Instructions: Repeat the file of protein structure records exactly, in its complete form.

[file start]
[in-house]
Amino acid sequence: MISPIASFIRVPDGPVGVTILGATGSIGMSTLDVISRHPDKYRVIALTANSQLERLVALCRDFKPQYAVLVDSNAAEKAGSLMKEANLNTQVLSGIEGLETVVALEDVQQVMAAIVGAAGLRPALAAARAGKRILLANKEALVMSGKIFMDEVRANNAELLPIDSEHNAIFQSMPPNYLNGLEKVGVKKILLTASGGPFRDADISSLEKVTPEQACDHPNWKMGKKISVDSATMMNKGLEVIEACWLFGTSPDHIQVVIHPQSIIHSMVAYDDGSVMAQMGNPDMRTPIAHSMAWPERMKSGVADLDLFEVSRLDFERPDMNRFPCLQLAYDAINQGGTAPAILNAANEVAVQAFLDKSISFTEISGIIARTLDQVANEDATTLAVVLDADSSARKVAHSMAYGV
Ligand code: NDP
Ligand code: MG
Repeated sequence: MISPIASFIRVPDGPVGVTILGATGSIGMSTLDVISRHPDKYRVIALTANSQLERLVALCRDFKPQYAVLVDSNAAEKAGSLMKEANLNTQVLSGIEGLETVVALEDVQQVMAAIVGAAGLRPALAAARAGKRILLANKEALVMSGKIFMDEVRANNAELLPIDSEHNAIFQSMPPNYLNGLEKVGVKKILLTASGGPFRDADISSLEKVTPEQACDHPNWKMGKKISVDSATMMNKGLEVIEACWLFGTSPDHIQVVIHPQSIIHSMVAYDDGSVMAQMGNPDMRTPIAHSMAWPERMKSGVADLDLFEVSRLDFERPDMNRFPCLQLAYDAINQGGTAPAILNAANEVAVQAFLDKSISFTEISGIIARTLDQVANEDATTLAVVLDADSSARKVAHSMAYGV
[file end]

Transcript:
[in-house]
Amino acid sequence: MISPIASFIRVPDGPVGVTILGATGSIGMSTLDVISRHPDKYRVIALTANSQLERLVALCRDFKPQYAVLVDSNAAEKAGSLMKEANLNTQVLSGIEGLETVVALEDVQQVMAAIVGAAGLRPALAAARAGKRILLANKEALVMSGKIFMDEVRANNAELLPIDSEHNAIFQSMPPNYLNGLEKVGVKKILLTASGGPFRDADISSLEKVTPEQACDHPNWKMGKKISVDSATMMNKGLEVIEACWLFGTSPDHIQVVIHPQSIIHSMVAYDDGSVMAQMGNPDMRTPIAHSMAWPERMKSGVADLDLFEVSRLDFERPDMNRFPCLQLAYDAINQGGTAPAILNAANEVAVQAFLDKSISFTEISGIIARTLDQVANEDATTLAVVLDADSSARKVAHSMAYGV
Ligand code: NDP
Ligand code: MG
Repeated sequence: MISPIASFIRVPDGPVGVTILGATGSIGMSTLDVISRHPDKYRVIALTANSQLERLVALCRDFKPQYAVLVDSNAAEKAGSLMKEANLNTQVLSGIEGLETVVALEDVQQVMAAIVGAAGLRPALAAARAGKRILLANKEALVMSGKIFMDEVRANNAELLPIDSEHNAIFQSMPPNYLNGLEKVGVKKILLTASGGPFRDADISSLEKVTPEQACDHPNWKMGKKISVDSATMMNKGLEVIEACWLFGTSPDHIQVVIHPQSIIHSMVAYDDGSVMAQMGNPDMRTPIAHSMAWPERMKSGVADLDLFEVSRLDFERPDMNRFPCLQLAYDAINQGGTAPAILNAANEVAVQAFLDKSISFTEISGIIARTLDQVANEDATTLAVVLDADSSARKVAHSMAYGV